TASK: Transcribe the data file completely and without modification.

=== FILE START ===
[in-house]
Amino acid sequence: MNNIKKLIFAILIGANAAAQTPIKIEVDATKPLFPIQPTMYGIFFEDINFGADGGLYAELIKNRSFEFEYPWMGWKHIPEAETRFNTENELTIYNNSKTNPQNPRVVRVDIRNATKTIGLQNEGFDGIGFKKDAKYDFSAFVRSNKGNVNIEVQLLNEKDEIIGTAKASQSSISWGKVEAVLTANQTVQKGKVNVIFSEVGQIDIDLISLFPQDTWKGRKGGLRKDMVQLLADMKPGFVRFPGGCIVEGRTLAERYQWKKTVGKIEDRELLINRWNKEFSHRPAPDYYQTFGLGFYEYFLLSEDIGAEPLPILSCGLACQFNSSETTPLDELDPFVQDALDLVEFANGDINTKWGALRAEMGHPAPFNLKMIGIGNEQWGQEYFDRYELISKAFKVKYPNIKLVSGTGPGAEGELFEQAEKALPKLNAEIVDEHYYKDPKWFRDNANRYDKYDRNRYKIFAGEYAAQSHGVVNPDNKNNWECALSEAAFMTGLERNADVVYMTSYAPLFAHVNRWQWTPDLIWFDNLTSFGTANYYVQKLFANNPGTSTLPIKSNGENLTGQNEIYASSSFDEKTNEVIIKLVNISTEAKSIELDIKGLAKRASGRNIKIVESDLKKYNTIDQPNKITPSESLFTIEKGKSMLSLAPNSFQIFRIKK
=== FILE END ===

[in-house]
Amino acid sequence: MNNIKKLIFAILIGANAAAQTPIKIEVDATKPLFPIQPTMYGIFFEDINFGADGGLYAELIKNRSFEFEYPWMGWKHIPEAETRFNTENELTIYNNSKTNPQNPRVVRVDIRNATKTIGLQNEGFDGIGFKKDAKYDFSAFVRSNKGNVNIEVQLLNEKDEIIGTAKASQSSISWGKVEAVLTANQTVQKGKVNVIFSEVGQIDIDLISLFPQDTWKGRKGGLRKDMVQLLADMKPGFVRFPGGCIVEGRTLAERYQWKKTVGKIEDRELLINRWNKEFSHRPAPDYYQTFGLGFYEYFLLSEDIGAEPLPILSCGLACQFNSSETTPLDELDPFVQDALDLVEFANGDINTKWGALRAEMGHPAPFNLKMIGIGNEQWGQEYFDRYELISKAFKVKYPNIKLVSGTGPGAEGELFEQAEKALPKLNAEIVDEHYYKDPKWFRDNANRYDKYDRNRYKIFAGEYAAQSHGVVNPDNKNNWECALSEAAFMTGLERNADVVYMTSYAPLFAHVNRWQWTPDLIWFDNLTSFGTANYYVQKLFANNPGTSTLPIKSNGENLTGQNEIYASSSFDEKTNEVIIKLVNISTEAKSIELDIKGLAKRASGRNIKIVESDLKKYNTIDQPNKITPSESLFTIEKGKSMLSLAPNSFQIFRIKK